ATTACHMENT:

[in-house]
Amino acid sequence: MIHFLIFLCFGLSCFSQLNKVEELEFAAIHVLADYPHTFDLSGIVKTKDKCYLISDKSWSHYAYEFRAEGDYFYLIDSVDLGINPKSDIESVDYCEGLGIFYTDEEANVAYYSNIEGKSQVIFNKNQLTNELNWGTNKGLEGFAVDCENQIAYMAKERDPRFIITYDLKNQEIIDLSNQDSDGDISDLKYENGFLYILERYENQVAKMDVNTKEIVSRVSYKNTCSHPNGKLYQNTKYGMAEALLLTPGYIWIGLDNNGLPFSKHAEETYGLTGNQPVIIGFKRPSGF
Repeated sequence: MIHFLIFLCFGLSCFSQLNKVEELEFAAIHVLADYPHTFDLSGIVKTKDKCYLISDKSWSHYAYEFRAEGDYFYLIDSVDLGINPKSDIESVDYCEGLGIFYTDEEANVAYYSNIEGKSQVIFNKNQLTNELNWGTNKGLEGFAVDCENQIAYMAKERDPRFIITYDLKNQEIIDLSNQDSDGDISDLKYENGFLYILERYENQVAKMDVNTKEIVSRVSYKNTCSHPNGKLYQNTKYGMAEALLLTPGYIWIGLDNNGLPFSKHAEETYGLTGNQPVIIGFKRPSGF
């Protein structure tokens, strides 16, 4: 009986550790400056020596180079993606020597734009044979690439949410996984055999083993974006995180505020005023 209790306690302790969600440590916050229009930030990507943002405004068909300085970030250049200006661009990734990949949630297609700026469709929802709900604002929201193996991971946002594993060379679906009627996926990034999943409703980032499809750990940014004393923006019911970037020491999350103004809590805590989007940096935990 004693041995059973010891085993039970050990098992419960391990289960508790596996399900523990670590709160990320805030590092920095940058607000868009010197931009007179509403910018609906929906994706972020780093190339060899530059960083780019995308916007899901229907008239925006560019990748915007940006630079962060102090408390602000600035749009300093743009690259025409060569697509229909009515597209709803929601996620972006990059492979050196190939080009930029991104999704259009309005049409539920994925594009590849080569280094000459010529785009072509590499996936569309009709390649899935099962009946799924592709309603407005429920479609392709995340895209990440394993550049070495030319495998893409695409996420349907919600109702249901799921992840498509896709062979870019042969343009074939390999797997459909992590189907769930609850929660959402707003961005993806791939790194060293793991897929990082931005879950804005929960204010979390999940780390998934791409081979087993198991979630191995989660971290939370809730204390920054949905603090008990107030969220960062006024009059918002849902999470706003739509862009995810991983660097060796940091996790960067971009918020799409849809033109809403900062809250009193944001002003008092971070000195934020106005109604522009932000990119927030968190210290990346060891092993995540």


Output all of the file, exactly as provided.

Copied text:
[in-house]
Amino acid sequence: MIHFLIFLCFGLSCFSQLNKVEELEFAAIHVLADYPHTFDLSGIVKTKDKCYLISDKSWSHYAYEFRAEGDYFYLIDSVDLGINPKSDIESVDYCEGLGIFYTDEEANVAYYSNIEGKSQVIFNKNQLTNELNWGTNKGLEGFAVDCENQIAYMAKERDPRFIITYDLKNQEIIDLSNQDSDGDISDLKYENGFLYILERYENQVAKMDVNTKEIVSRVSYKNTCSHPNGKLYQNTKYGMAEALLLTPGYIWIGLDNNGLPFSKHAEETYGLTGNQPVIIGFKRPSGF
Repeated sequence: MIHFLIFLCFGLSCFSQLNKVEELEFAAIHVLADYPHTFDLSGIVKTKDKCYLISDKSWSHYAYEFRAEGDYFYLIDSVDLGINPKSDIESVDYCEGLGIFYTDEEANVAYYSNIEGKSQVIFNKNQLTNELNWGTNKGLEGFAVDCENQIAYMAKERDPRFIITYDLKNQEIIDLSNQDSDGDISDLKYENGFLYILERYENQVAKMDVNTKEIVSRVSYKNTCSHPNGKLYQNTKYGMAEALLLTPGYIWIGLDNNGLPFSKHAEETYGLTGNQPVIIGFKRPSGF
């Protein structure tokens, strides 16, 4: 009986550790400056020596180079993606020597734009044979690439949410996984055999083993974006995180505020005023 209790306690302790969600440590916050229009930030990507943002405004068909300085970030250049200006661009990734990949949630297609700026469709929802709900604002929201193996991971946002594993060379679906009627996926990034999943409703980032499809750990940014004393923006019911970037020491999350103004809590805590989007940096935990 004693041995059973010891085993039970050990098992419960391990289960508790596996399900523990670590709160990320805030590092920095940058607000868009010197931009007179509403910018609906929906994706972020780093190339060899530059960083780019995308916007899901229907008239925006560019990748915007940006630079962060102090408390602000600035749009300093743009690259025409060569697509229909009515597209709803929601996620972006990059492979050196190939080009930029991104999704259009309005049409539920994925594009590849080569280094000459010529785009072509590499996936569309009709390649899935099962009946799924592709309603407005429920479609392709995340895209990440394993550049070495030319495998893409695409996420349907919600109702249901799921992840498509896709062979870019042969343009074939390999797997459909992590189907769930609850929660959402707003961005993806791939790194060293793991897929990082931005879950804005929960204010979390999940780390998934791409081979087993198991979630191995989660971290939370809730204390920054949905603090008990107030969220960062006024009059918002849902999470706003739509862009995810991983660097060796940091996790960067971009918020799409849809033109809403900062809250009193944001002003008092971070000195934020106005109604522009932000990119927030968190210290990346060891092993995540």